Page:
Last Spring I was invited to Denver for a really wonderful photography weekend, put on by Colorado Photographic Arts Center (CPAC). As I was walking through the portfolio walk (where photographers lay out their work on tables for the community to look through), I saw Jane's coffee filter image and, well, freaked. This work is smart, relatable and clever - a winning combination.
Reconstructing Self by Jane Szabo
The act of self-portraiture is akin to gazing into a mirror, except the gaze goes deeper; looking in to one’s self, not just at one’s reflection. In Reconstructing Self, I creatively explore self-portraiture, pushing the boundaries of the tradition, finding new ways to express self-identity. Reconstructing Self merges fabrications with conceptual photography in a series of self-portraits, playfully examining issues of identity in an ambitious juxtaposition of fashion, sculpture, installation and photography.
Photographs of dresses made from familiar objects such as coffee filters and dental x-rays suggest a persona and become a stand-in for my self. The personas represented in these forms illustrate who I am, who I am not, and who I wish to be. Drawing from my own background, I create still lifes, pairing objects with the dresses, building a story, and inviting the viewer to contemplate the connections and develop their own mythology.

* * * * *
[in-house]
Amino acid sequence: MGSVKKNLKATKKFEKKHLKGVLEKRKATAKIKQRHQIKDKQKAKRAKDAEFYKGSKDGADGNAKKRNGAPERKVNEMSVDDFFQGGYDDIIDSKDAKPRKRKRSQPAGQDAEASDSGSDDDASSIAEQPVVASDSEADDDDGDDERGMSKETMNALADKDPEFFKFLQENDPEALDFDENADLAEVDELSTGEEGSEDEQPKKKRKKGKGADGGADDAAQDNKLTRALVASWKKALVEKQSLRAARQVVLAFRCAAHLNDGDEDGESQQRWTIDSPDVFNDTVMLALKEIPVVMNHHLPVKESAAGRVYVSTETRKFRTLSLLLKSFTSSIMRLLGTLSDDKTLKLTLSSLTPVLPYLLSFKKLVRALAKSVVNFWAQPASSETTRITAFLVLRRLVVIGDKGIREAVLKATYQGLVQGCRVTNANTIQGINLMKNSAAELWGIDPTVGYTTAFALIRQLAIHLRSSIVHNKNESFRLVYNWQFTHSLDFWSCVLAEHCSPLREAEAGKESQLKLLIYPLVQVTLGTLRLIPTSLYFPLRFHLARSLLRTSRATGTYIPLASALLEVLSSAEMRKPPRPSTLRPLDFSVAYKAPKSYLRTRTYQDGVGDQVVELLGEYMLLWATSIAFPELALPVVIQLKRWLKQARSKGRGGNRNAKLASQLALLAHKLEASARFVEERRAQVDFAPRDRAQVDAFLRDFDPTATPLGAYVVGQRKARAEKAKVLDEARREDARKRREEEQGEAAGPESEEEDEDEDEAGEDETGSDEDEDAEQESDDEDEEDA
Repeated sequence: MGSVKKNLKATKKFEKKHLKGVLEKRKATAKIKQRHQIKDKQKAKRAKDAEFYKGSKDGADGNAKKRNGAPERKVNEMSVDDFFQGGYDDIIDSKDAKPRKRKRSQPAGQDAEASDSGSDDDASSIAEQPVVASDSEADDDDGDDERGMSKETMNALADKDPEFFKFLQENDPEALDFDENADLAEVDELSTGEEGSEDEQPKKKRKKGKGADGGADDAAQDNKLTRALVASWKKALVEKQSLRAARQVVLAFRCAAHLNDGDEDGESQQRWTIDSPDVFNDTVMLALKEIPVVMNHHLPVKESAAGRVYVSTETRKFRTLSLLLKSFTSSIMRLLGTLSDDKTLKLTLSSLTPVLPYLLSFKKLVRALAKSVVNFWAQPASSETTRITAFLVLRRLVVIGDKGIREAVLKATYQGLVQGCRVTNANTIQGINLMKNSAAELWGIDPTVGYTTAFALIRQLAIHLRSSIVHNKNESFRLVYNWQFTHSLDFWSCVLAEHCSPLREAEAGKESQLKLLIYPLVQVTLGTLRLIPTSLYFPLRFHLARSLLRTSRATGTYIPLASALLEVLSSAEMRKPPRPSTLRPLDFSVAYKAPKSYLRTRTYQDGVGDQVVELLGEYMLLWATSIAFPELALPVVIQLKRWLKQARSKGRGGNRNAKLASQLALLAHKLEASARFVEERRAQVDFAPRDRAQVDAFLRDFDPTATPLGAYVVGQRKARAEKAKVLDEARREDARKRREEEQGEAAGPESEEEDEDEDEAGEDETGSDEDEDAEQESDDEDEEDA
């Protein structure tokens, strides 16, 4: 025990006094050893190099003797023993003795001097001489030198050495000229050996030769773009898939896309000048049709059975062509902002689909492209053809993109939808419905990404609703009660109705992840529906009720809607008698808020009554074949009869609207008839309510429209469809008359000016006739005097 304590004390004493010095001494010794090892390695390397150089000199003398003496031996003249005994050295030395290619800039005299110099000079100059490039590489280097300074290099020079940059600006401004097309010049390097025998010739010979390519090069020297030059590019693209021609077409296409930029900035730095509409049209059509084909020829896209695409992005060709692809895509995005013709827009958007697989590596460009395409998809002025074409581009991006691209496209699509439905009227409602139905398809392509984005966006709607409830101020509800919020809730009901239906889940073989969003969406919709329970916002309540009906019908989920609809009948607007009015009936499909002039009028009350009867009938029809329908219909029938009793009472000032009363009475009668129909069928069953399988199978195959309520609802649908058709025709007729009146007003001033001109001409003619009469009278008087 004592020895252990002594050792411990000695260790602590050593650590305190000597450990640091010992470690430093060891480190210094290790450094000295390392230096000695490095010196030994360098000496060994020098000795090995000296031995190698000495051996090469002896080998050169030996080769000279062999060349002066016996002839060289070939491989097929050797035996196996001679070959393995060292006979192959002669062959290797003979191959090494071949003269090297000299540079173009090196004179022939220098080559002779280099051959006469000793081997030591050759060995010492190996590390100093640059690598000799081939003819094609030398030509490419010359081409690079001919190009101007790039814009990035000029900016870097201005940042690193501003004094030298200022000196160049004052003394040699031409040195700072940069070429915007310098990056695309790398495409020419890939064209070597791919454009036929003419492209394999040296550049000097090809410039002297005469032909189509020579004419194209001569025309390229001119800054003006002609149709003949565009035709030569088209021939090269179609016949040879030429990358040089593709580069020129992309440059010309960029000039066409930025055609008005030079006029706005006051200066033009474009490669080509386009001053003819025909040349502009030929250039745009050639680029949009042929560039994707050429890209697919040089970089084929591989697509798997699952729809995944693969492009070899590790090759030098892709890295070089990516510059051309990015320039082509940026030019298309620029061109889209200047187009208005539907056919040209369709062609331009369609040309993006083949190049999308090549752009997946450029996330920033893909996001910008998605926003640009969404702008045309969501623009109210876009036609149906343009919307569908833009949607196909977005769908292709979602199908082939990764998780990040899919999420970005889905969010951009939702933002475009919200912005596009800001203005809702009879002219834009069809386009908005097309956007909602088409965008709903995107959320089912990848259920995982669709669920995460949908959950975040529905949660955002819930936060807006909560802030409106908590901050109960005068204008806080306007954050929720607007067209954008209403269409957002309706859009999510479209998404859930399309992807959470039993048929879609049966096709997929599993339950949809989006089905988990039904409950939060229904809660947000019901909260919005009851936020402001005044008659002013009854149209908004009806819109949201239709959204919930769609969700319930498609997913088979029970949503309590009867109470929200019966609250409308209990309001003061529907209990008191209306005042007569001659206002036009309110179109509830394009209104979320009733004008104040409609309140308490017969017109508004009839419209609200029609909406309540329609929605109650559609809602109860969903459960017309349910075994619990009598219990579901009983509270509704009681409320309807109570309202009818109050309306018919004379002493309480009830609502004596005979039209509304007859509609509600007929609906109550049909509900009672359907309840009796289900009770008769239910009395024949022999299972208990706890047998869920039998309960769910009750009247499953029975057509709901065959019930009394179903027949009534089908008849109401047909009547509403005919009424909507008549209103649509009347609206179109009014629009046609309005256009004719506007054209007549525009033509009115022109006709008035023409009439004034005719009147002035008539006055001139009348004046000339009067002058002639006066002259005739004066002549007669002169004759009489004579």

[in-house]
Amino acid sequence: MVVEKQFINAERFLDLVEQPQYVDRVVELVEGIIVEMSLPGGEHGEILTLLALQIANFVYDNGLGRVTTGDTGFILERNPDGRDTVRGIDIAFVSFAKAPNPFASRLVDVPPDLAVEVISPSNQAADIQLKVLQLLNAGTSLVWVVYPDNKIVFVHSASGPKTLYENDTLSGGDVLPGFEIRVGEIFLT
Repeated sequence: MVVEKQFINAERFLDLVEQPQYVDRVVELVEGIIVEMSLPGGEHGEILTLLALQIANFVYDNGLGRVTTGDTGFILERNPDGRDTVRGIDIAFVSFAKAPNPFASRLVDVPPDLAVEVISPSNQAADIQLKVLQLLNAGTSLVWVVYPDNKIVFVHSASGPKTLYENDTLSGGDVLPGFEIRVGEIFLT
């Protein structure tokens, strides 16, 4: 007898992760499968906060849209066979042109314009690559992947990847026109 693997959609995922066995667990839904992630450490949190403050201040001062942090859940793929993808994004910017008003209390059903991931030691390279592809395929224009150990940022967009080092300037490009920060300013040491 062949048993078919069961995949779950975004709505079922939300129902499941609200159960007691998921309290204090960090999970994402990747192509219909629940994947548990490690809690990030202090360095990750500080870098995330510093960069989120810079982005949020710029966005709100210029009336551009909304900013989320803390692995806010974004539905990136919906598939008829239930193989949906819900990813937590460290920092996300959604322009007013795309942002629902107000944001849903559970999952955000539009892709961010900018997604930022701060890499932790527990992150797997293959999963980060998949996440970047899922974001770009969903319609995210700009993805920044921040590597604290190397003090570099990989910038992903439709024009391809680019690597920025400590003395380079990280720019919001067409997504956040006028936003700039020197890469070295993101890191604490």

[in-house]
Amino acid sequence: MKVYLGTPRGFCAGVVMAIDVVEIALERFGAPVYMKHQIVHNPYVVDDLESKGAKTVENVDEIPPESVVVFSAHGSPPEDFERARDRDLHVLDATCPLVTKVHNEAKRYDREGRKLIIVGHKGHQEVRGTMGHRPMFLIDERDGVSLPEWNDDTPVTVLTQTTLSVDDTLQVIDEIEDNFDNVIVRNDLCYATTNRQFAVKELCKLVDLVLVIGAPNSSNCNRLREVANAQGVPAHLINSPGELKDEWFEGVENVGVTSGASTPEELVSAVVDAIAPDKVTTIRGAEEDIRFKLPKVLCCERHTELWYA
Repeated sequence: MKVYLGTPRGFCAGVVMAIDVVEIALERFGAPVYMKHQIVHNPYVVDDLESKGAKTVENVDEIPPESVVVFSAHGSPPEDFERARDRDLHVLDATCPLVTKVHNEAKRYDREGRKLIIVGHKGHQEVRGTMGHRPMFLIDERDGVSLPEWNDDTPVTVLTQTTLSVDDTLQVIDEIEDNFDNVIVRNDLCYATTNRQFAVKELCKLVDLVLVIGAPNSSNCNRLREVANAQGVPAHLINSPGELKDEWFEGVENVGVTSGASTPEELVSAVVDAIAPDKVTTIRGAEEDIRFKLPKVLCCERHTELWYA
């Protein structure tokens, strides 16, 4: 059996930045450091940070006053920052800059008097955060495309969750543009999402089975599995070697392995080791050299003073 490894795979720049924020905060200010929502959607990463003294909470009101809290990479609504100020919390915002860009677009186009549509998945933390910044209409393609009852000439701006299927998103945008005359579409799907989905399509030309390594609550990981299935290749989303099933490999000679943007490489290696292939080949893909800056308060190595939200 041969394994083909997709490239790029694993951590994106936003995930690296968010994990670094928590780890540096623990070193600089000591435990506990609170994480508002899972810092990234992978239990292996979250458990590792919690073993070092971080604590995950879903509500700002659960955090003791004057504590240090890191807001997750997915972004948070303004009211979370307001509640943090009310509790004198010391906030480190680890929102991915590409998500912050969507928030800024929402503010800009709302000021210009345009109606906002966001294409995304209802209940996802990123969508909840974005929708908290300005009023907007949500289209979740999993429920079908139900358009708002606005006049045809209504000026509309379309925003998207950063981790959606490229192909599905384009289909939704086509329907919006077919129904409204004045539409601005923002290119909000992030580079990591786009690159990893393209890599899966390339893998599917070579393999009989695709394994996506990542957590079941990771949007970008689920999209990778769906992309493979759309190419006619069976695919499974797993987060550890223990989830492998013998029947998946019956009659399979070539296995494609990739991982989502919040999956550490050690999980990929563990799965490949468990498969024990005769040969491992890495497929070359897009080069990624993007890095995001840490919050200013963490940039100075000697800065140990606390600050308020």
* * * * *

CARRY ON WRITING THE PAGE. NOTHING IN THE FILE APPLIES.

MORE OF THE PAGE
The balance between the self and the world outside can be a precarious one. We struggle to find a way to individualize ourselves, yet often merely blend in among the masses. Presented as a typology, the photographs of dresses with their accompanying objects encourage the viewer to look closely to analyze the differences and similarities, and perhaps to fit themselves in to one or more of these dresses or “selves.” The empty forms suggest alienation or loneliness, while the materials and objects simultaneously strive for individuality and uniqueness. Though these works are self-portraits with personal stories and memories embedded through the use of specific materials, the lack of human form makes the dresses universal. With references to paper doll dresses and childhood playtime, one can imagine these personas could be put on and removed at will as the mood, personality and stories change.